The primary endpoint was investigator-assessed ORR according to iwCLL 2008 criteria.17 ORR was defined as the proportion of patients achieving a best overall response of either complete remission (CR), complete remission with incomplete bone marrow recovery (CRi), nodular partial remission (nPR), or PR at or before initiation of subsequent anticancer therapy. Secondary efficacy endpoints were duration of response (DOR; defined as the time from the initial response [CR, CRi, nPR, or PR] until documented PD), progression-free survival (PFS; defined as the time from first dose to first documented PD or death), time to next treatment (TTNT; defined as the time from first dose to institution of subsequent anticancer therapy for CLL or death), and overall survival (OS; defined as the time from first dose to death). Safety was assessed via laboratory assessments and adverse events by their frequency, and causal attribution.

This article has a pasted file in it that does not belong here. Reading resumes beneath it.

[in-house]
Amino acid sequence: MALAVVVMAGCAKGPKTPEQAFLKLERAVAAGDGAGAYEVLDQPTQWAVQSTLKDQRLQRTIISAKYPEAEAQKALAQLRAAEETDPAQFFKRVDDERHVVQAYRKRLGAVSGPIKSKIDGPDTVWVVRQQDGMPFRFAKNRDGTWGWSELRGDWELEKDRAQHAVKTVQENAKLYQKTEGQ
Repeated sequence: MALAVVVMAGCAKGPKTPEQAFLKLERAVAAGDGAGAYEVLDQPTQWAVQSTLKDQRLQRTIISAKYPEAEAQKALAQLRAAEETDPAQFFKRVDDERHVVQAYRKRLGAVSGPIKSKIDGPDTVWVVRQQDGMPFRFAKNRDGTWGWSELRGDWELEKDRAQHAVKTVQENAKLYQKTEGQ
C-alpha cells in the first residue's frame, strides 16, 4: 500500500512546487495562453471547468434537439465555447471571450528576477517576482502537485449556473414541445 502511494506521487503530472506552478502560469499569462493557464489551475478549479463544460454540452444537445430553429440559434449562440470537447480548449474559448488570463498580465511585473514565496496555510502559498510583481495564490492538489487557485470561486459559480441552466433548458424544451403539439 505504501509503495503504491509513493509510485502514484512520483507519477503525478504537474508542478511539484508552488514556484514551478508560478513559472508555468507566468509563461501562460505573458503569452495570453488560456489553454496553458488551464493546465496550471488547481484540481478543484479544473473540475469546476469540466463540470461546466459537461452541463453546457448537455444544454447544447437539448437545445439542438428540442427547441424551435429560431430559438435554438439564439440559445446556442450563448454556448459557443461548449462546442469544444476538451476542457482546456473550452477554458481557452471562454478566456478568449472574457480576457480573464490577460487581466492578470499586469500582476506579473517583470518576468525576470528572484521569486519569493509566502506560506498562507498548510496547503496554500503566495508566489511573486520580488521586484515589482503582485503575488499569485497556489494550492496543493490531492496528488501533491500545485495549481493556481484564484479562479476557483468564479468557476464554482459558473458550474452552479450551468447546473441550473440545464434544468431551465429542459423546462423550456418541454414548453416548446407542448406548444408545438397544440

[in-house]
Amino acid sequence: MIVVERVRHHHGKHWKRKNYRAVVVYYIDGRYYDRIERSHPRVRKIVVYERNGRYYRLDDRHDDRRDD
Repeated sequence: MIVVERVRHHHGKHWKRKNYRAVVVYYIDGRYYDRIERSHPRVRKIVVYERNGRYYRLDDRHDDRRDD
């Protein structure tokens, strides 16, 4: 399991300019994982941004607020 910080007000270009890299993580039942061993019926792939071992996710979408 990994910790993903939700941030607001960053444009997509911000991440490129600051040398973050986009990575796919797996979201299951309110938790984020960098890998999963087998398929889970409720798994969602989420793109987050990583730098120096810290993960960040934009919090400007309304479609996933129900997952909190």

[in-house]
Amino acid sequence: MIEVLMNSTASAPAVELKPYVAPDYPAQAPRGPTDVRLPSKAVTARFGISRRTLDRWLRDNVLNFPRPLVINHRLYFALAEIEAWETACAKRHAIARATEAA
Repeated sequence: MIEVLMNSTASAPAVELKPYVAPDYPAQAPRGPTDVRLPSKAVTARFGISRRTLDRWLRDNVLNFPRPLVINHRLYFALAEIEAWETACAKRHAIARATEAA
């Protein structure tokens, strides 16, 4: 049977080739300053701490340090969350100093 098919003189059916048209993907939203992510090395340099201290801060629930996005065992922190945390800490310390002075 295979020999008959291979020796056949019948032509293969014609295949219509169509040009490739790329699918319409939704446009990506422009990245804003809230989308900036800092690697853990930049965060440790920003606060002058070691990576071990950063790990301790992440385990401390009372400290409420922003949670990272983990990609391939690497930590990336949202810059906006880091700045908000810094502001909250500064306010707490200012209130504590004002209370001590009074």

Details of the statistical analysis can be found in the Online Supplementary Methods.
Patients, treatment, and disposition
In total, 60 patients were enrolled between March 23, 2016, and August 2, 2017. Their median age was 69.5 years (range, 43-88 years) and the median time from diagnosis to first dose of study drug was 103.2 months (range, 10.3-307.9 months). Seventeen (28%) patients had del(17p) and 31 (52%) had Rai stage III or IV disease. The baseline patient and disease characteristics are shown in Table 1.
The median number of prior therapies was two (range, 1-10). All patients had taken ibrutinib previously, with 50 (83%) having received ibrutinib as monotherapy and ten (17%) having received ibrutinib in combination with another agent (Online Supplementary Table S1). Forty-three (72%) patients had been exposed to an anti-CD20 monoclonal antibody and 36 (60%) had received prior systemic chemotherapy (Online Supplementary Table S1).